By Molly Jane Kremer, Arpad Okay, Matthew Conrad Brown, and Jarrod Jones. Comics that challenge us, slay us, beguile us — the comics we simply can’t wait to devour. That’s DoomRocket’s Staff Picks. Here’s what has set our hearts ablaze this week.

'Savage Town' OGNSavage Town

Image Comics/$16.99

Written by Declan Shalvey.

Art by Philip Barrett.

Colors by Jordie Bellaire.

Letters by Clayton Cowles.

JJ: Reading an original graphic novel from Image Comics is like mainlining pure bliss. All the greatness with none of the wait. No slow burn, no cliffhanger, no bullshit. Just comics, a complete story, right here, right now. Savage Town comes our way courtesy of Declan Shalvey, known Bat-artist, setting his pens aside and letting Philip Barrett take the artistic reins. Jordie Bellaire making our eyes pop as usual, Clayton Cowles kind enough to help us read the damn thing with expert clarity. It’s a comics super-group, playing in one of the best venues in town.

It’s a crime story. People get clobbered in here, stuffed in the back of cars. Homes are set ablaze. Characters let their primal compulsions take over. Fury is a central theme. So is survival. It’s funny. It’s scary. Willem Dafoe should be in the movie. But for now we have Savage Town, in all its OGN glory. Now all we have to do is sit back and let Declan go to town on our cerebellum.

'Magnus' #4Magnus #4


Written by Kyle Higgins.

Colors by Chris O’Halloran.

Art by Jorge Fornés.

Letters by Taylor Esposito.

MCB: Magnus is a beautifully complicated futuristic noir with a lot going for it. Our heroine, Dr. Kerri Magnus, is an A.I. psychologist chasing a murderous robot on the loose in the digital cloud world. As pieces of this million-piece puzzle fall into place, a clearer image of this vast and intricate world comes into view. From book to book, one can’t help but be riveted.

Dr. Kerri Magnus, a woman torn between two worlds and two minds, fits perfectly within the book’s constructs. Magnus melds a clean vintage visual style with bleeding-edge technological concepts and a modern vision of what a strong, well rounded female character can and should be. This book is the best of two worlds, synthesized into its own futuristic vision.

Some very big reveals happened in Magnus #3 so I’m excited to move forward with this new issue. This is a great run of a totally revamped and updated series, and it is only just beginning. Now is the perfect time to pick up the first four issues and catch up.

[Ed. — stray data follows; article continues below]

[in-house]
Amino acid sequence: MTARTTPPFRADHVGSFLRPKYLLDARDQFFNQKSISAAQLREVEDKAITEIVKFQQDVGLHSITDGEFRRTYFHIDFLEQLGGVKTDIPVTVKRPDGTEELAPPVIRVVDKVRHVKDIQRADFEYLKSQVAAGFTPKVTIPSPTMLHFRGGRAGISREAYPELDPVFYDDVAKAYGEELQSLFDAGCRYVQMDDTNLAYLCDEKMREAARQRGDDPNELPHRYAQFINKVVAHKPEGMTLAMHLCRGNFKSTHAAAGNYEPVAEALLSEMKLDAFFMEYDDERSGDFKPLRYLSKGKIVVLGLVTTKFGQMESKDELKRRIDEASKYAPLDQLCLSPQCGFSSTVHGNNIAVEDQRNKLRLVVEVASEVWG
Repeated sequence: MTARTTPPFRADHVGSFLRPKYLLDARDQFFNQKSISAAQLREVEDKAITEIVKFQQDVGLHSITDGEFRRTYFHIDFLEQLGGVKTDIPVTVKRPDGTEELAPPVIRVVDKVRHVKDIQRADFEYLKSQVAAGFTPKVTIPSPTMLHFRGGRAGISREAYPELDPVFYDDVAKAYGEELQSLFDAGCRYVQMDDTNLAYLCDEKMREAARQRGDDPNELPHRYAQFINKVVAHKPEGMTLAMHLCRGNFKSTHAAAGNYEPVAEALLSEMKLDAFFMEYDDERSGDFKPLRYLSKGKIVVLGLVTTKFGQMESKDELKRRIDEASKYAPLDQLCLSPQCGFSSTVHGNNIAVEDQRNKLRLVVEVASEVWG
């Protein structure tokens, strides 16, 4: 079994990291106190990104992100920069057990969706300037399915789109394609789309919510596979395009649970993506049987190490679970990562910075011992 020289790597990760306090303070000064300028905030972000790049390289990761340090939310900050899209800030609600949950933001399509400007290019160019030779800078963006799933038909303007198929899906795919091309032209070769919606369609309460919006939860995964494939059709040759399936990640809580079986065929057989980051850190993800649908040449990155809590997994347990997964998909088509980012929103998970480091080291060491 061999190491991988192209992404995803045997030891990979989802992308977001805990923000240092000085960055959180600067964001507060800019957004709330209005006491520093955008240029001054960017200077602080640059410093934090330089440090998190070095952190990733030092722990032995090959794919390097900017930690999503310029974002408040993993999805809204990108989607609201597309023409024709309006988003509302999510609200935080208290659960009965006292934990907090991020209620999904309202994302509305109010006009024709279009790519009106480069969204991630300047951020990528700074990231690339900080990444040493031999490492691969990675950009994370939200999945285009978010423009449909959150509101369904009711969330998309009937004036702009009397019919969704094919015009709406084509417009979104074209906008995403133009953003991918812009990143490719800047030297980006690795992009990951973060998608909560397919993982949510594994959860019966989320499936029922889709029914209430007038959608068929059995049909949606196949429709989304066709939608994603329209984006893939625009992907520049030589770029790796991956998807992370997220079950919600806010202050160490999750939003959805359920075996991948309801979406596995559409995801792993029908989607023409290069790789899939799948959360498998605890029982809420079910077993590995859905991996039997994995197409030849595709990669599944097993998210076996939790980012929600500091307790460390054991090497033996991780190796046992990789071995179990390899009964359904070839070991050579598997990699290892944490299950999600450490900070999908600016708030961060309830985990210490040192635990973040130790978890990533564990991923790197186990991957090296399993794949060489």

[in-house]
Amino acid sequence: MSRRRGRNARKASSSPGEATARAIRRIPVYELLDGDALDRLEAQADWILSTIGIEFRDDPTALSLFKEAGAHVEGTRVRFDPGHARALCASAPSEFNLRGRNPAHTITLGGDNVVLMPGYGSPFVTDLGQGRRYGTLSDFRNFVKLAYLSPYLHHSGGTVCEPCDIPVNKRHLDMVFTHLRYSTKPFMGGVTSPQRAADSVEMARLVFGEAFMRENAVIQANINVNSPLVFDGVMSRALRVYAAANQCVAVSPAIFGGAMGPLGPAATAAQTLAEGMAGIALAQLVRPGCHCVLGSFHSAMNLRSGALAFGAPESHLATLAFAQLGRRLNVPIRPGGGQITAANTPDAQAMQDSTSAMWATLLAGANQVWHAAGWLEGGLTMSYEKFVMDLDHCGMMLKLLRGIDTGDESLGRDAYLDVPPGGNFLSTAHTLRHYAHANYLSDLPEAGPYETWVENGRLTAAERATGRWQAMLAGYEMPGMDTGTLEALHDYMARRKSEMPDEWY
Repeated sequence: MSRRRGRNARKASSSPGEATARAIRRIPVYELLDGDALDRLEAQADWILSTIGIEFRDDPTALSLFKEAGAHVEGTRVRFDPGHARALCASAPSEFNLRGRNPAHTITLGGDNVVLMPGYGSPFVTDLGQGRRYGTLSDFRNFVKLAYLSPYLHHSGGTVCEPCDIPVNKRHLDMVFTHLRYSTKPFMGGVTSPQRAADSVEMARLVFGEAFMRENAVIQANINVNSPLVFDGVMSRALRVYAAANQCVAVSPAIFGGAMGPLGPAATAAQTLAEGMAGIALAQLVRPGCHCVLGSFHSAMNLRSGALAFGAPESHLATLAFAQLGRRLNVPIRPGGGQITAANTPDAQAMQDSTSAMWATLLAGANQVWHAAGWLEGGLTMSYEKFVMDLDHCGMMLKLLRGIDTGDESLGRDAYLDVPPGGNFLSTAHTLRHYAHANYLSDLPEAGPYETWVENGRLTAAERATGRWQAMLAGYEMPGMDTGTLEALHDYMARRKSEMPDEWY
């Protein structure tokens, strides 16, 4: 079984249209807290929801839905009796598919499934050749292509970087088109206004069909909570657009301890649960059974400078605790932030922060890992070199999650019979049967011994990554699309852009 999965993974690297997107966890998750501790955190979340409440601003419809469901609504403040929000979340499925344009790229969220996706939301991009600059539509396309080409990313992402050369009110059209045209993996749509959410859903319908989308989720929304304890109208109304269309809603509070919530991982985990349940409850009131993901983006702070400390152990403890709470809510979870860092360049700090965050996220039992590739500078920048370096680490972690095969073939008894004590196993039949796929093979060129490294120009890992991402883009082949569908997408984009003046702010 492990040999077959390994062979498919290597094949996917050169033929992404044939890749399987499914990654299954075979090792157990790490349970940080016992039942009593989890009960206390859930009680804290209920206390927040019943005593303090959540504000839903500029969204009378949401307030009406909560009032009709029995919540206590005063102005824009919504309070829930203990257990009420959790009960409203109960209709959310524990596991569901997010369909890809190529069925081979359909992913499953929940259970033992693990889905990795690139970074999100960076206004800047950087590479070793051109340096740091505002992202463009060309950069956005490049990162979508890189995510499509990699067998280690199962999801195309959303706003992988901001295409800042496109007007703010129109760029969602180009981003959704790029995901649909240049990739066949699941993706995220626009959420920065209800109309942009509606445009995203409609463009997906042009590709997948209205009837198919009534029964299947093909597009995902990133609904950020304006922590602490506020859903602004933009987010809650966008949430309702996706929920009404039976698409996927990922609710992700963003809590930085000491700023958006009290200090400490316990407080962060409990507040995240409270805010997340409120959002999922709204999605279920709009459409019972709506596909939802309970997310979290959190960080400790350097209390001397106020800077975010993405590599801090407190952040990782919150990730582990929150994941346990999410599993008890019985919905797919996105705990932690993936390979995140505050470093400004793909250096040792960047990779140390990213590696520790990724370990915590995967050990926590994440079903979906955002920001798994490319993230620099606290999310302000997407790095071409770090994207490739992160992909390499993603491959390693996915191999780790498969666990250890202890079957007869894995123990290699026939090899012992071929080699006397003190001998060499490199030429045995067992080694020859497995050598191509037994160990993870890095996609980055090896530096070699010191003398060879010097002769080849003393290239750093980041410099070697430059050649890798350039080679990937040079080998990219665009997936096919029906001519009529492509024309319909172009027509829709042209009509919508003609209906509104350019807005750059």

'Mirror' #8Mirror #8

Image Comics/$3.99

Written by Emma Ríos and Hwei Lim.

Art by Hwei Lim and Emma Ríos.

AOK: Mirror is back from summer break and its second act is truly underway. Fall finally heralds the return of the asteroid refugees. Space colony expats ruined the living splinter of a planet they once called home. Now they must return to their heavenly body of origin, with a chimeric menagerie of beast-people in tow.

I love this comic for how quiet it is. Mirror tells a story of both science and magic like an OG anime with folk tale grace. When I need a truly weird read that’s also stress free, this is the low-key beauty I turn to. There are high stakes and deep characters, musings on autonomy and commodity, an ever-present threat of death, but Mirror approaches it all with the somber elegance of a dream.

Hwei Lim’s watercolors are spellbinding, and Emma Ríos has the most surreal, vivid, mad visions to portray. An utterly beguiling mystery.

'Generations: Ms. Marvel & Ms. Marvel' #1Generations: Ms. Marvel & Ms. Marvel #1

Marvel Comics/$4.99

Written by G. Willow Wilson.

Art by Paolo Villanelli.

Colors by Ian Herring.

Letters by Joe Caramagna.

MJ: Some of Marvel’s Generations one-shots have been excellent (Thors, Hawkeyes, Wolverines), some have been just okay (Iron Mans, Hulks) but the character that might be the most primed for an out-of-time meeting in the past with their Legacy namesake is Kamala Khan, the newest Ms. Marvel.

Already such a fangirl (in the most endearingly delightful of ways), Kamala had a (bordering on religious) vision of Carol Danvers in the very first issue of her first Ms. Marvel series, and seeing her interacting with Carol Danvers when she shared the Ms. Marvel moniker (and was the editor of “Woman” magazine) sounds like the premise of a perfect comic.

I wouldn’t be so stoked if it wasn’t Ms. Marvel writer and co-creator G. Willow Wilson penning the issue.  Considering she pretty much kicks off the issue with “ *record scratch*: Yup, that’s me, Kamala Khan. You’re probably wondering how I ended up in this situation...” you already know we’re in for a spectacular thirty pages.

What books are YOU looking forward to reading this week? Sound off in the comments below.